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By: Charles Morris (1833-1922)

The San Francisco Calamity by Earthquake and Fire by Charles Morris The San Francisco Calamity by Earthquake and Fire

The first half of this book describes the devastating earthquake that hit San Francisco in 1906, and the subsequent destruction caused by fire. Various eyewitnesses and victims give their account on the tragedy. In the second half, a number of different other earthquakes and volcanic eruptions are retold, like the eruption of the Vesuvius that destroyed Pompeij or the explosion of the Krakatoa, together with scientific explanations for the causes of earthquakes and the eruption of volcanos.

By: Israel Zangwill (1864-1926)

Book cover Children of the Ghetto

In this 1892 novel of London's Jewish East End, Israel Zangwill sets the apparently irrational and decidedly indecorous religious practices of transplanted eastern European Jews against the forces of assimilation. Zangwill's knowledge of Yiddishkeit and skill in melodrama created a series of unforgettable vignettes that had a significant effect on the public perception of this much stigmatized immigrant group. Israel Zangwill (1864-1926) was born in London of Russian and Polish parents. He coined the term cultural "melting pot".

By: Mary Wollstonecraft (1759-1797)

A Vindication of the Rights of Woman by Mary Wollstonecraft A Vindication of the Rights of Woman

Regarded as the one of the earliest examples of feminist philosophy, A Vindication of the Rights of Woman is written as a direct response to Charles Maurice de Talleyrand-Périgord, a French politician who delivered a report to the French National Assembly suggesting that women should only receive domestic education and additionally encourages women to stay clear of political affairs. In her treatise, Wollstonecraft avidly criticizes this inadequate perception of women as an inferior sex and attacks social inequality, while also arguing for women’s rights in the hope of redefining their position both in society and in marriage...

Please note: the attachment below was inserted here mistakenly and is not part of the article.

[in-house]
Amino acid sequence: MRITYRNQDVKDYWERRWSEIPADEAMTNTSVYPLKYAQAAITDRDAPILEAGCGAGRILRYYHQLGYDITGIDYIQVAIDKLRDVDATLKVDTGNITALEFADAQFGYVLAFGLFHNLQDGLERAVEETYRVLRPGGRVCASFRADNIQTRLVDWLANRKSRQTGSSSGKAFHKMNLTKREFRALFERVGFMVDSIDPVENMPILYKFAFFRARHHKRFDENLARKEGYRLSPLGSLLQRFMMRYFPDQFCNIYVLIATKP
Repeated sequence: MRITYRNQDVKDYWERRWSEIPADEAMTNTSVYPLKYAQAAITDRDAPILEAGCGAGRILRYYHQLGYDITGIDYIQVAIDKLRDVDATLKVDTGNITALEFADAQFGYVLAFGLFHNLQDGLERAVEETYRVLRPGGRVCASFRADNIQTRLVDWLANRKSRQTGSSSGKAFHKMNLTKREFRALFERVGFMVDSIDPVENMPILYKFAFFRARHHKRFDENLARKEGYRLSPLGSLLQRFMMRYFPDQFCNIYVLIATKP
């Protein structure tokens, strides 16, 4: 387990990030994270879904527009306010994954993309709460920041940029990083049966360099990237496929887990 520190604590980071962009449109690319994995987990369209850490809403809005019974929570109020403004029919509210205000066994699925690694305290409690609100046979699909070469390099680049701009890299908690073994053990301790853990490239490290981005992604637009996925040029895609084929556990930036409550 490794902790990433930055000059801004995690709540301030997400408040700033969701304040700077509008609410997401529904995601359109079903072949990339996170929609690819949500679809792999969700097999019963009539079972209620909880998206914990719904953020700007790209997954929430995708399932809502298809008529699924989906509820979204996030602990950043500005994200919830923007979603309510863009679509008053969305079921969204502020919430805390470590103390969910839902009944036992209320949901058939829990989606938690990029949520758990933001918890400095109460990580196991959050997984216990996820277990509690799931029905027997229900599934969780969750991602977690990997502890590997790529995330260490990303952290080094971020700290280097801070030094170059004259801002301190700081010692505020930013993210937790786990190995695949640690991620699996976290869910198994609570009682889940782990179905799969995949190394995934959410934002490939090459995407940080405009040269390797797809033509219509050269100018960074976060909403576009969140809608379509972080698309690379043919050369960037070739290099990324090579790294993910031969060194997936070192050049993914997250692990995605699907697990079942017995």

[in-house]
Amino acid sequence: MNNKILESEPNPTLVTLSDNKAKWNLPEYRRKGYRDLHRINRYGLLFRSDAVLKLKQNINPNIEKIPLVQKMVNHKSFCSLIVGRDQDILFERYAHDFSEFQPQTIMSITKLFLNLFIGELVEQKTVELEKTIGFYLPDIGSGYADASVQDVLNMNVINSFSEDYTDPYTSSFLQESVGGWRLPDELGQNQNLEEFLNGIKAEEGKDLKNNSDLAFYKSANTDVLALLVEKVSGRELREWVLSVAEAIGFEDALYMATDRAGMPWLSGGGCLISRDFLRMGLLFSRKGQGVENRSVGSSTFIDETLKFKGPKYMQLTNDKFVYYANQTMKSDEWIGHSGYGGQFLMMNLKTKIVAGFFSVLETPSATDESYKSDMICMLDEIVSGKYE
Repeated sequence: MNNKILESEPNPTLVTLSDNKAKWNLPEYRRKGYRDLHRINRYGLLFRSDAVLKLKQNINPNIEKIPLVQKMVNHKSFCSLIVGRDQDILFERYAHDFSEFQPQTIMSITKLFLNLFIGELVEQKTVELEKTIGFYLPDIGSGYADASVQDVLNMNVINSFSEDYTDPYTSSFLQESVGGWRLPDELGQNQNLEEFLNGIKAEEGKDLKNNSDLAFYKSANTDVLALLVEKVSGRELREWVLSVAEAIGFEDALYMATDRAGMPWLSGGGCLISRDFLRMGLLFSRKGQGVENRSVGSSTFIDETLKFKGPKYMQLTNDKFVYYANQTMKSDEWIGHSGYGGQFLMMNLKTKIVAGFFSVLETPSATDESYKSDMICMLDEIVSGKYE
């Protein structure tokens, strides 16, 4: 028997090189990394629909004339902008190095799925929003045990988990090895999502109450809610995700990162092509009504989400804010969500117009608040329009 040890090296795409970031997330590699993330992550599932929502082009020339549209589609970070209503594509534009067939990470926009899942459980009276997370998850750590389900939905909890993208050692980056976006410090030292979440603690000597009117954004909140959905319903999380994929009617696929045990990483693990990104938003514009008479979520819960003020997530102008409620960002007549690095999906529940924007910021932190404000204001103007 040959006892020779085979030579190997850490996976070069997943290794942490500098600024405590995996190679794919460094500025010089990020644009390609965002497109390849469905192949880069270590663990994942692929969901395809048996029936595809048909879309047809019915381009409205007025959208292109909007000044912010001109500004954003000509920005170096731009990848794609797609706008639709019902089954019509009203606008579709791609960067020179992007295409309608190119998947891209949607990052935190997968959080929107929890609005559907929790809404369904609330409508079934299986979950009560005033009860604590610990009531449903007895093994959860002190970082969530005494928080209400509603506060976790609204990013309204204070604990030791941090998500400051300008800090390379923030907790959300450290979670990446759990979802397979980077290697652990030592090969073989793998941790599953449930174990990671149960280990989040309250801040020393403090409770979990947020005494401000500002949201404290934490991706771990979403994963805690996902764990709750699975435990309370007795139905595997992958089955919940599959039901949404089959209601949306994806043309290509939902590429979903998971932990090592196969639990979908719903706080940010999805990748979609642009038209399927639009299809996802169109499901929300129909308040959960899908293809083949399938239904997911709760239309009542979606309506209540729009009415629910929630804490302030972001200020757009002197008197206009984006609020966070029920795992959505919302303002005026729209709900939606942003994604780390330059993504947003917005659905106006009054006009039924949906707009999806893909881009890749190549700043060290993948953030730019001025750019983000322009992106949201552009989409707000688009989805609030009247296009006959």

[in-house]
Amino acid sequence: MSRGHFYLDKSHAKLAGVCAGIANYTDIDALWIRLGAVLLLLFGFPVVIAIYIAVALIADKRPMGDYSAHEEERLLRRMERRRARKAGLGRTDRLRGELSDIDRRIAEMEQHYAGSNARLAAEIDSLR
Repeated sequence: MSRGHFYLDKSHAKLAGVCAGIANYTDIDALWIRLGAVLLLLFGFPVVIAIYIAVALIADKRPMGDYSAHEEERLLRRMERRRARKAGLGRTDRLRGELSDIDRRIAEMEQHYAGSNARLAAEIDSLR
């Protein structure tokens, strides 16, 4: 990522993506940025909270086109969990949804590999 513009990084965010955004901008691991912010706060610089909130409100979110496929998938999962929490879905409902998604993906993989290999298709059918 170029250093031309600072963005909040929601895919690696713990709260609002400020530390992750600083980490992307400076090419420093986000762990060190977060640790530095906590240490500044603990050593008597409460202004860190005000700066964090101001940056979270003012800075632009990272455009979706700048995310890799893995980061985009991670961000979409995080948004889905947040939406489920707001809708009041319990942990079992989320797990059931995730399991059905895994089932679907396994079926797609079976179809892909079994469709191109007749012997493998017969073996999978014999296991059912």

Letters Written During a Short Residence in Sweden, Norway and Denmark by Mary Wollstonecraft Letters Written During a Short Residence in Sweden, Norway and Denmark

Published in 1796, Letters Written During a Short Residence in Sweden, Norway, and Denmark is a personal travel narrative by the eighteenth-century British feminist writer Mary Wollstonecraft. The twenty-five letters cover a wide range of topics, from sociological reflections on Scandinavia and its peoples to philosophical questions regarding identity. Published by Wollstonecraft's career-long publisher, Joseph Johnson, it was the last work issued during her lifetime. Wollstonecraft undertook her tour of Sweden, Norway, and Denmark in order to retrieve a stolen treasure ship for her lover, Gilbert Imlay...

By: Robert Smythe Hichens (1864-1950)

The Spell of Egypt by Robert Smythe Hichens The Spell of Egypt

The author, a British journalist and novelist, is interested in the feel of the places he visits. He describes at length a visit he has made to Egypt, with emphasis on the emotional response the places generate.

By: Andy Adams (1859-1935)

The Outlet by Andy Adams The Outlet

Andy Adams worked as a cowboy on trail drives from Texas for eight years. This is an account of a drive when he was the foreman of a herd of Texas cattle being driven to Montana. Expect the same quality writing as found in other books by Adams.

By: Agnes Ethel Conway (1885-1950)

The Book of Art for Young People by Agnes Ethel Conway The Book of Art for Young People

This is a charming book on Art History for children (and everyone else). Each chapter focuses on a great painting, reproduced in color in the original text. The authors explain the story behind the paintings, as well as the life, times, and techniques of the artists.

By: Lewis Hodus (1872-1949)

Buddhism and Buddhists in China by Lewis Hodus Buddhism and Buddhists in China

Buddhism and Buddhists in China is an anthropological text describing Buddhism as practiced in China at the beginning of the 20th Century. Interestingly, it also compares and contrasts Buddhism with Christianity with respect to or in response to missionary work.

By: L. A. Abbott (1813-??)

Seven Wives and Seven Prisons by L. A. Abbott Seven Wives and Seven Prisons